Senator Elizabeth Warren suspended her presidential campaign on Thursday, citing Super Tuesday’s results. She failed to secure enough delegates and even lost her home state of Massachusetts to moderate Democrat and former Vice President Joe Biden in those primaries.
Thursday evening, Warren sat down in an exclusive interview with MSNBC news host Rachel Maddow. According to MSNBC, the former presidential candidate got candid about her decision to suspend her campaign, how she felt about Michael Bloomberg, and what her suspension means for the possibility of seeing a woman as president.
“At the end of the day, the numbers just weren’t there in the elections,” Warren said, adding that she was “disappointed,” but that “there just didn’t seem to be a path to make that happen.”
Maddow then asked Warren about the “elephant in the room” — the fact that women seem to struggle with either securing the nomination (as in the case of Senators Kamala Harris, Amy Klobuchar, and Kirstin Gillibrand) or getting elected (in the case of Hillary Clinton).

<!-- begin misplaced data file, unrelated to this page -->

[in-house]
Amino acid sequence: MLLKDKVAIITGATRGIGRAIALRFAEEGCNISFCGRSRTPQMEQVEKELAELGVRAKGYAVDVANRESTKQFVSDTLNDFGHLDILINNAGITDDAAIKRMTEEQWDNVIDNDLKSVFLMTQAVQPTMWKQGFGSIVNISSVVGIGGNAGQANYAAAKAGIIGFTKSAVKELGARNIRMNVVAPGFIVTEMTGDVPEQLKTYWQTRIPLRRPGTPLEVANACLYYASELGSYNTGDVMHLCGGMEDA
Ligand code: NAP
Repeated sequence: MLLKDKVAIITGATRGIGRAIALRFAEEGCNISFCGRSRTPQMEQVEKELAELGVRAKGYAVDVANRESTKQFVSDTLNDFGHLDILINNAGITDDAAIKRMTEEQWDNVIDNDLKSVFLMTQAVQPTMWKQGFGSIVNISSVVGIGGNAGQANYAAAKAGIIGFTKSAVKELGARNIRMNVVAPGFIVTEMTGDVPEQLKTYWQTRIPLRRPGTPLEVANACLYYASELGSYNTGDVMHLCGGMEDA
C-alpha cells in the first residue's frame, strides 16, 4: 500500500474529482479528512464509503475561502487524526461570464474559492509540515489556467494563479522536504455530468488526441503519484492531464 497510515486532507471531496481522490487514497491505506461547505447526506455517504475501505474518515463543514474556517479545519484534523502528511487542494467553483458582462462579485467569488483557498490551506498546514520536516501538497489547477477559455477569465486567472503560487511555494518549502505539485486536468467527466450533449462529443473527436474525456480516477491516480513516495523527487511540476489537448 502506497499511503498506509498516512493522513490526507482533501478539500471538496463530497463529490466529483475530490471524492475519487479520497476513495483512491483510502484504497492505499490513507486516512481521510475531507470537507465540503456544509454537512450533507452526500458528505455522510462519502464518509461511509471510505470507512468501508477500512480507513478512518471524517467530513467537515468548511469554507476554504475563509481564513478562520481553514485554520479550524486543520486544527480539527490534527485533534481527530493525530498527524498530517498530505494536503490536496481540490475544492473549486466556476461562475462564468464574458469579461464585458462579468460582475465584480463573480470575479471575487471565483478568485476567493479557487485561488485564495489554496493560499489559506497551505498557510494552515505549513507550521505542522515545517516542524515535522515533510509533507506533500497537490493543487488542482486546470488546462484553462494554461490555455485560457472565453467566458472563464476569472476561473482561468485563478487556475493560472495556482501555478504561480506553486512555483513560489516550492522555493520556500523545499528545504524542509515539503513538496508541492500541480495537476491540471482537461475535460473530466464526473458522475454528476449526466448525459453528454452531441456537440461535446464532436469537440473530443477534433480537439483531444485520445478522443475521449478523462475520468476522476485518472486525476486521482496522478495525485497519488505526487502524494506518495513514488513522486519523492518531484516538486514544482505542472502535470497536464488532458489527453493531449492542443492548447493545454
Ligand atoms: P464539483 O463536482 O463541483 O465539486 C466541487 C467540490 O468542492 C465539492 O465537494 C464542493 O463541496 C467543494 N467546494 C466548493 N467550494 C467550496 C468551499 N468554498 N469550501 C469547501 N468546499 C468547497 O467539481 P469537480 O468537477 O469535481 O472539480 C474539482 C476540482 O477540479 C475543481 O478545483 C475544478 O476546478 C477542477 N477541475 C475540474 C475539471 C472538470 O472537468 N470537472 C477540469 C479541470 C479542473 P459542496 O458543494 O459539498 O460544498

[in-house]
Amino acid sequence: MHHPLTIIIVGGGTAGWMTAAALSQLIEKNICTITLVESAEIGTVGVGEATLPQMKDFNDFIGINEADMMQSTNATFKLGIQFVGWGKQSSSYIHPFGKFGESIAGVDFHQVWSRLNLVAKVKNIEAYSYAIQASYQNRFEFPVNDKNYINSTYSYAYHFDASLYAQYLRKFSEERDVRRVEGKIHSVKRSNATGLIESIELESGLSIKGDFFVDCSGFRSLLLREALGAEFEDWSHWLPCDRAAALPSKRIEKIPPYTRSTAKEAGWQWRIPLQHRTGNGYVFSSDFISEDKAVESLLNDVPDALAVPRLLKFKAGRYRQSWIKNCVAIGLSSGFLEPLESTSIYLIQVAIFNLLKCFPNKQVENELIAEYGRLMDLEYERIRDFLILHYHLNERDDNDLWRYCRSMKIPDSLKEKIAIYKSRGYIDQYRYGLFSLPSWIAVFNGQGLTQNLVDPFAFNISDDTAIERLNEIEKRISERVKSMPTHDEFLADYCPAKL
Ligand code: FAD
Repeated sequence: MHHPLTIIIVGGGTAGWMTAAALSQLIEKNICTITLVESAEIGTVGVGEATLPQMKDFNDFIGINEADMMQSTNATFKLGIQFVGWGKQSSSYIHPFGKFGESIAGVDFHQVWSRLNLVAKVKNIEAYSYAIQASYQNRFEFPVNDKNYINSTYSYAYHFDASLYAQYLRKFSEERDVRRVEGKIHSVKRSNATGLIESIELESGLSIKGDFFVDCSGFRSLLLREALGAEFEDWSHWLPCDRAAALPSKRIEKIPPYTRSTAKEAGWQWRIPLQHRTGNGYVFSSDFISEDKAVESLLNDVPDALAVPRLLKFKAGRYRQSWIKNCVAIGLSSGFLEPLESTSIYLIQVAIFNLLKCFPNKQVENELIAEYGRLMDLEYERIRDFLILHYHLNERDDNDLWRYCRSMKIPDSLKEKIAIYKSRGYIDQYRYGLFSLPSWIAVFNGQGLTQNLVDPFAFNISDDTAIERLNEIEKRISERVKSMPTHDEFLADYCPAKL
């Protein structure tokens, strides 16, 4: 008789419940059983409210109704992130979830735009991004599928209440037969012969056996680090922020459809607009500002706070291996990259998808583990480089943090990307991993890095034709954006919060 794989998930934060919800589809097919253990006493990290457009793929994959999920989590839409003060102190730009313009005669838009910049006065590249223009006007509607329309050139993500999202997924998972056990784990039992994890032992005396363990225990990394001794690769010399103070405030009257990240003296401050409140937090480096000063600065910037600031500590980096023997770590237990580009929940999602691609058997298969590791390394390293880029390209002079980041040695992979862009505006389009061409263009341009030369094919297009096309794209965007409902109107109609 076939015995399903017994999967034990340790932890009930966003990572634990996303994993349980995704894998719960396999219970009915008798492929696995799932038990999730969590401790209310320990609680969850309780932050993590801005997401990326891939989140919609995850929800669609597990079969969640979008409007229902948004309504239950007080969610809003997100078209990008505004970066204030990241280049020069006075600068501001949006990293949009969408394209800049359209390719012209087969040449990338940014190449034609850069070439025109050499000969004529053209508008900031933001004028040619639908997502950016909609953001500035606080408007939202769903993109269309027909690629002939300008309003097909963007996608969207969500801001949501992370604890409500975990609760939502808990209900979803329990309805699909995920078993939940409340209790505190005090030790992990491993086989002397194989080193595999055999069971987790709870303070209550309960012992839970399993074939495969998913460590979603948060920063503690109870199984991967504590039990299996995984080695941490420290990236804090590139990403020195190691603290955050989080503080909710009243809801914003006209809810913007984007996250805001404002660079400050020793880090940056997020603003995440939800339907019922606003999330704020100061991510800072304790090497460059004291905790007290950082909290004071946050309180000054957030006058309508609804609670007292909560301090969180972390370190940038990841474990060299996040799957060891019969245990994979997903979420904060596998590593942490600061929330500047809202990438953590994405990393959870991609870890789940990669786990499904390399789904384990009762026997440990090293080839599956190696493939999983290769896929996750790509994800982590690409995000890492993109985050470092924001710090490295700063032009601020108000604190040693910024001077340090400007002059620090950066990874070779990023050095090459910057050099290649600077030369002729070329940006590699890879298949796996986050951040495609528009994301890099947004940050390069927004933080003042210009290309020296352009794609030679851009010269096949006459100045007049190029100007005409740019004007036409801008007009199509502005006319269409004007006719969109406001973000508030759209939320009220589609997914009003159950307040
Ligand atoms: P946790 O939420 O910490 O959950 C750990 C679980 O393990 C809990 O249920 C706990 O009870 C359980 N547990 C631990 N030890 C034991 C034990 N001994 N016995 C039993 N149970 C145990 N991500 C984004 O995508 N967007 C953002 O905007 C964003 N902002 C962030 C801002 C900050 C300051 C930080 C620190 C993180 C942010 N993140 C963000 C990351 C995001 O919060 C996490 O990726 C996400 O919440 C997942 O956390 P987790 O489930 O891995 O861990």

“Women around the country are like ‘Let’s get real — is it just that it can’t be any woman ever?'” Maddow said, according to MSNBC. She also questioned whether or not the nation will continue to run “white men, in their late seventies,” for the nomination in both parties. The host added that Warren’s campaign ending might also feel like a “death knell” for the possibility of having a woman as president in the near future.
Warren addressed Maddow’s question by saying that little girls will have to wait a “little longer” before they see a female president of the United States.
Maddow also brought up another subject that the senator wasn’t afraid to speak candidly on — Michael Bloomberg’s presidential campaign. According to Vogue, the anchor brought up the fact that many pundits credit Warren for “single-handedly tanking” Bloomberg’s campaign.
When asked if that was her goal, Warren admitted that it was. When asked if she wanted to take credit for Bloomberg suspending his campaign, Warren said “sure,” before saying that the former mayor of New York City should not be the nominee because he was such a risky candidate.
Warren also said that some of the things Democrats dislike about President Donald Trump — namely his sordid history with women and refusal to show taxes — are the same things Bloomberg himself is guilty of. She finished by saying that she felt Bloomberg using his money to “buy his way” onto the debate stage was not “good for democracy” or the Democratic party.